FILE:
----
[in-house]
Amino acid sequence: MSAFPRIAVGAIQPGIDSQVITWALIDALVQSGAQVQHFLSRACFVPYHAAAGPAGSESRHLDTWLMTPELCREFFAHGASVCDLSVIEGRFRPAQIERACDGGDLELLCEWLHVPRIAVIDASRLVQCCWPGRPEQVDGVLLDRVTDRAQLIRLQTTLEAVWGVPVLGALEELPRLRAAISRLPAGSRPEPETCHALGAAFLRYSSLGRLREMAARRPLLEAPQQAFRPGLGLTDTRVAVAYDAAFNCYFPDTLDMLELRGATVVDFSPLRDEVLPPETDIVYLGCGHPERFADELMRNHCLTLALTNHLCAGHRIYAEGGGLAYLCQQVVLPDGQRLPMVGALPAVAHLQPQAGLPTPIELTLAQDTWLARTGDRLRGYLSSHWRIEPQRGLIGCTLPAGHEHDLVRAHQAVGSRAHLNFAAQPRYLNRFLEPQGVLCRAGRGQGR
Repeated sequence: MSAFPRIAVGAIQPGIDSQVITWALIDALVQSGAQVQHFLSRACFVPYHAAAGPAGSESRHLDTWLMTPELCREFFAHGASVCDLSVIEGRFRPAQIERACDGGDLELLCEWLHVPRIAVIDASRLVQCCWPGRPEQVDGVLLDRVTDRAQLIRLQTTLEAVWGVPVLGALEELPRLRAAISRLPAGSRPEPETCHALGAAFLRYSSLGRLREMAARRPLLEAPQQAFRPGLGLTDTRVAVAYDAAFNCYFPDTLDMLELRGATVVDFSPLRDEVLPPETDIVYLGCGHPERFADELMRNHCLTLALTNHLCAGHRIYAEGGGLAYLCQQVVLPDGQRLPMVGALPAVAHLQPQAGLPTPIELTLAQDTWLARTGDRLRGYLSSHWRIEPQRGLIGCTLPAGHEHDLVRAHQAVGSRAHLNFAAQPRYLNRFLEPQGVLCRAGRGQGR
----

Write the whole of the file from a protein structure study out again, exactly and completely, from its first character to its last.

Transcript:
[in-house]
Amino acid sequence: MSAFPRIAVGAIQPGIDSQVITWALIDALVQSGAQVQHFLSRACFVPYHAAAGPAGSESRHLDTWLMTPELCREFFAHGASVCDLSVIEGRFRPAQIERACDGGDLELLCEWLHVPRIAVIDASRLVQCCWPGRPEQVDGVLLDRVTDRAQLIRLQTTLEAVWGVPVLGALEELPRLRAAISRLPAGSRPEPETCHALGAAFLRYSSLGRLREMAARRPLLEAPQQAFRPGLGLTDTRVAVAYDAAFNCYFPDTLDMLELRGATVVDFSPLRDEVLPPETDIVYLGCGHPERFADELMRNHCLTLALTNHLCAGHRIYAEGGGLAYLCQQVVLPDGQRLPMVGALPAVAHLQPQAGLPTPIELTLAQDTWLARTGDRLRGYLSSHWRIEPQRGLIGCTLPAGHEHDLVRAHQAVGSRAHLNFAAQPRYLNRFLEPQGVLCRAGRGQGR
Repeated sequence: MSAFPRIAVGAIQPGIDSQVITWALIDALVQSGAQVQHFLSRACFVPYHAAAGPAGSESRHLDTWLMTPELCREFFAHGASVCDLSVIEGRFRPAQIERACDGGDLELLCEWLHVPRIAVIDASRLVQCCWPGRPEQVDGVLLDRVTDRAQLIRLQTTLEAVWGVPVLGALEELPRLRAAISRLPAGSRPEPETCHALGAAFLRYSSLGRLREMAARRPLLEAPQQAFRPGLGLTDTRVAVAYDAAFNCYFPDTLDMLELRGATVVDFSPLRDEVLPPETDIVYLGCGHPERFADELMRNHCLTLALTNHLCAGHRIYAEGGGLAYLCQQVVLPDGQRLPMVGALPAVAHLQPQAGLPTPIELTLAQDTWLARTGDRLRGYLSSHWRIEPQRGLIGCTLPAGHEHDLVRAHQAVGSRAHLNFAAQPRYLNRFLEPQGVLCRAGRGQGR